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Where does the name COVID-19 come from?

  • Coronavirus and COVID-19 are NOT the same thing
  • Coronavirus is the virus that causes COVID-19, the disease
  • The disease was named after 1,000 people had already died from it

In just the past several weeks, the terms “coronavirus” and “COVID-19” have become household names around the globe. Yet, there are still plenty of people who don’t actually understand how these identifiers came to be or what differentiates the two.

Why the virus and the disease have different names?

Both viruses and the diseases they cause typically have separate names. One of the most common examples of this is how HIV (human immunodeficiency virus) is the virus that causes AIDS (acquired immunodeficiency syndrome), the disease. Likewise, the coronavirus—also formerly known as “severe acute respiratory syndrome coronavirus 2,” the abbreviation “SARS-CoV-2,” or “2019 novel coronavirus”—is the virus that causes the disease COVID-19.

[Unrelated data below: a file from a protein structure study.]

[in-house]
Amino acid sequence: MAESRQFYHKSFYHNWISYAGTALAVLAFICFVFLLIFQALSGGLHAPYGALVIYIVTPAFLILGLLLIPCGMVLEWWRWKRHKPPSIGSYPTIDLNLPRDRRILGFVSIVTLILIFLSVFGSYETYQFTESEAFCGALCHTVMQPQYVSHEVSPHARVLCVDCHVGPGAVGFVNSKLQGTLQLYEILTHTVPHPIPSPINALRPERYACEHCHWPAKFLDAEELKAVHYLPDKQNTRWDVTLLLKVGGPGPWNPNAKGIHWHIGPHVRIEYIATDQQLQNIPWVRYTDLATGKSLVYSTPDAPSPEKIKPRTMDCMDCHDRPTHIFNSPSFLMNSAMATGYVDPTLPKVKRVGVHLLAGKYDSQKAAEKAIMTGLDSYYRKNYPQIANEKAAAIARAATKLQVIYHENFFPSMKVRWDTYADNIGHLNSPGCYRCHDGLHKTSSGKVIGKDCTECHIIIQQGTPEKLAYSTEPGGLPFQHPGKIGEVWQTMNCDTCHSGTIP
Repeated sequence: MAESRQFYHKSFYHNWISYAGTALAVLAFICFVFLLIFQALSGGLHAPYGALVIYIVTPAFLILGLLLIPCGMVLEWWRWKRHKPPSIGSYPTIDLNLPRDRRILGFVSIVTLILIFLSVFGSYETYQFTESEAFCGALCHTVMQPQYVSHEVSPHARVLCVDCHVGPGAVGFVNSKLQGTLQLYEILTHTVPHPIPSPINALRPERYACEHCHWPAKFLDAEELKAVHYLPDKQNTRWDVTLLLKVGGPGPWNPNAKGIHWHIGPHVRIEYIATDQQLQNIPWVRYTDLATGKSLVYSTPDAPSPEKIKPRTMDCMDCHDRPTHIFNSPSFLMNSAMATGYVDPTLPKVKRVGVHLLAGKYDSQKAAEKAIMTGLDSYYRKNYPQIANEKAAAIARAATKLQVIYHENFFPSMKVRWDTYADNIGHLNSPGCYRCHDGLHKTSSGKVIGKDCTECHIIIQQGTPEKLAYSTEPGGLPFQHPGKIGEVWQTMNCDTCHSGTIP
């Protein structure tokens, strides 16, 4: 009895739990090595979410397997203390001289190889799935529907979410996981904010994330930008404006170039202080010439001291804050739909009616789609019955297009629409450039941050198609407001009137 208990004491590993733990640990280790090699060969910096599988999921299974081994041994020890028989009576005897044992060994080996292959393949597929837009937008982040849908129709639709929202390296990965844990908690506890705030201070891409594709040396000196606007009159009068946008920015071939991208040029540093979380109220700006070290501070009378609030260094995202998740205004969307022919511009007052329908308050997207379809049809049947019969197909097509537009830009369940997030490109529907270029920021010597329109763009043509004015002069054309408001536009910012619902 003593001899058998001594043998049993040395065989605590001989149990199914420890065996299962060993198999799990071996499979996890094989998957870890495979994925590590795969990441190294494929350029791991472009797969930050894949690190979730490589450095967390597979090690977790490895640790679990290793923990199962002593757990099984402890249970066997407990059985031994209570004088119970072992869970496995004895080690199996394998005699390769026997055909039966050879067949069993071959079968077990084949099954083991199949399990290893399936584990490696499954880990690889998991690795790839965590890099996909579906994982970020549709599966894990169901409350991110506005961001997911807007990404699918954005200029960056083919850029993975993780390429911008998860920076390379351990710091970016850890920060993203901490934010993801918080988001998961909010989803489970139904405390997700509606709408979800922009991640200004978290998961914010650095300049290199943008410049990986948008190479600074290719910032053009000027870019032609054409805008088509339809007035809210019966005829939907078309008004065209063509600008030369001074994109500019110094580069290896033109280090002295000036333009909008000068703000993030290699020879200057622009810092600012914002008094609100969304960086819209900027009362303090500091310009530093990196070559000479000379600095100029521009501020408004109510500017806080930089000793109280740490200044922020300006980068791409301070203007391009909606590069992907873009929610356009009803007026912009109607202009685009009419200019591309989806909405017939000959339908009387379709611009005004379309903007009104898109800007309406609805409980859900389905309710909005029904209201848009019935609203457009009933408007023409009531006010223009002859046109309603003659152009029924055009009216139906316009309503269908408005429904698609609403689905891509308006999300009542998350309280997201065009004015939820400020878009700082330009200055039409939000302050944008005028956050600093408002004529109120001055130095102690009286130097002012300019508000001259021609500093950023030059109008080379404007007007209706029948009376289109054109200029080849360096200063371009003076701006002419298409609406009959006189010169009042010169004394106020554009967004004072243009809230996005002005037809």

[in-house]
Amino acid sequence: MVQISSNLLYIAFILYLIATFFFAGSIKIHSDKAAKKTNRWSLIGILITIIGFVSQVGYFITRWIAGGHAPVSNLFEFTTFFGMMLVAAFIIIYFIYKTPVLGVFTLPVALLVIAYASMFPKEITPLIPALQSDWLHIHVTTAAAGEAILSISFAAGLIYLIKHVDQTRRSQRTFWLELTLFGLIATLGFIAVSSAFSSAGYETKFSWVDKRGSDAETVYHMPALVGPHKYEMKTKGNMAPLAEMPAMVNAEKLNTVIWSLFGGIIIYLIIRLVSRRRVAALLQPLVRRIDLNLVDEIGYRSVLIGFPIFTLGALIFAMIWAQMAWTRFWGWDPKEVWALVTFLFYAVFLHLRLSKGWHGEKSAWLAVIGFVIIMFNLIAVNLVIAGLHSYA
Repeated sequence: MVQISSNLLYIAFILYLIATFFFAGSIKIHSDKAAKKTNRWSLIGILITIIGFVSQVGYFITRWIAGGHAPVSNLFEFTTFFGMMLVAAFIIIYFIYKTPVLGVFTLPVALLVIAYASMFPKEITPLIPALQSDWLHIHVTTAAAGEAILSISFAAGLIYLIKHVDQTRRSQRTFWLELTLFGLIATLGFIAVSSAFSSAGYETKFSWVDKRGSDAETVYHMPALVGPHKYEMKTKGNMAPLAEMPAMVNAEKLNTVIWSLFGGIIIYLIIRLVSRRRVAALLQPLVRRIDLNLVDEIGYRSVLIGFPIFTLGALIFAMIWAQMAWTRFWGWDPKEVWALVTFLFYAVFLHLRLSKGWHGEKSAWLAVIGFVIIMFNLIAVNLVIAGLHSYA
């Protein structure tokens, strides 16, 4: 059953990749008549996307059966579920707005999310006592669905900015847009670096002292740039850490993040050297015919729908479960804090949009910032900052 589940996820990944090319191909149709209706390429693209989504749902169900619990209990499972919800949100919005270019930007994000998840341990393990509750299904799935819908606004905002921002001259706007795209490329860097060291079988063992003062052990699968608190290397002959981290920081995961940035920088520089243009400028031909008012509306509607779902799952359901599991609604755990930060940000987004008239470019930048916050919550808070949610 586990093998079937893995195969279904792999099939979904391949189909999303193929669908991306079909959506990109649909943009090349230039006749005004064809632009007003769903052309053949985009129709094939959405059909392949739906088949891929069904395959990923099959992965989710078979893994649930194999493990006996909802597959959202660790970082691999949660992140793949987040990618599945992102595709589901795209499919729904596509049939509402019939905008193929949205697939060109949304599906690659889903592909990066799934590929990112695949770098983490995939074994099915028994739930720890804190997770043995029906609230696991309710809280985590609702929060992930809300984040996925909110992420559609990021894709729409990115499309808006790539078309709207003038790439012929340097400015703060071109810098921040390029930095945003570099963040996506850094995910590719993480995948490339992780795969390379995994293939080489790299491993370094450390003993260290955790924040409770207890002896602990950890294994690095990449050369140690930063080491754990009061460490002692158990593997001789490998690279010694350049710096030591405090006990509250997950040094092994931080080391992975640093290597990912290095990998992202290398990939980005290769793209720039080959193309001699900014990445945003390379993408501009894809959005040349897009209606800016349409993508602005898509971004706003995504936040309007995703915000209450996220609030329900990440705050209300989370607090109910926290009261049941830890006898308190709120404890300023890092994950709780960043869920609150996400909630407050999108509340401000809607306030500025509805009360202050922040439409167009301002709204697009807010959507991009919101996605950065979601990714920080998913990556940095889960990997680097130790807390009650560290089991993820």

Although the name was initially decided on due to the tangible genetic relation of the COVID-19 virus to the 2003 SARS outbreak, the two are obviously very different.

As far as the name “COVID-19” goes, the breakdown is as follows:

  • CO = corona
  • VI = virus
  • D = disease
  • 19 = when the first human infection occurred, in November or December of 2019

The name of the virus was first revealed by WHO director-general Tedros Adhanom Ghebreyesus on Feb. 11, by following guidelines previously developed with the World Organization for Animal Health (OIE) and the Food and Agriculture Organization of the United Nations (FAO). By the time a name was provided, COVID-19 had already been responsible for more than 42,000 confirmed cases and more than 1,000 deaths in China.

Sources: Scientific American, StatNews, WHO


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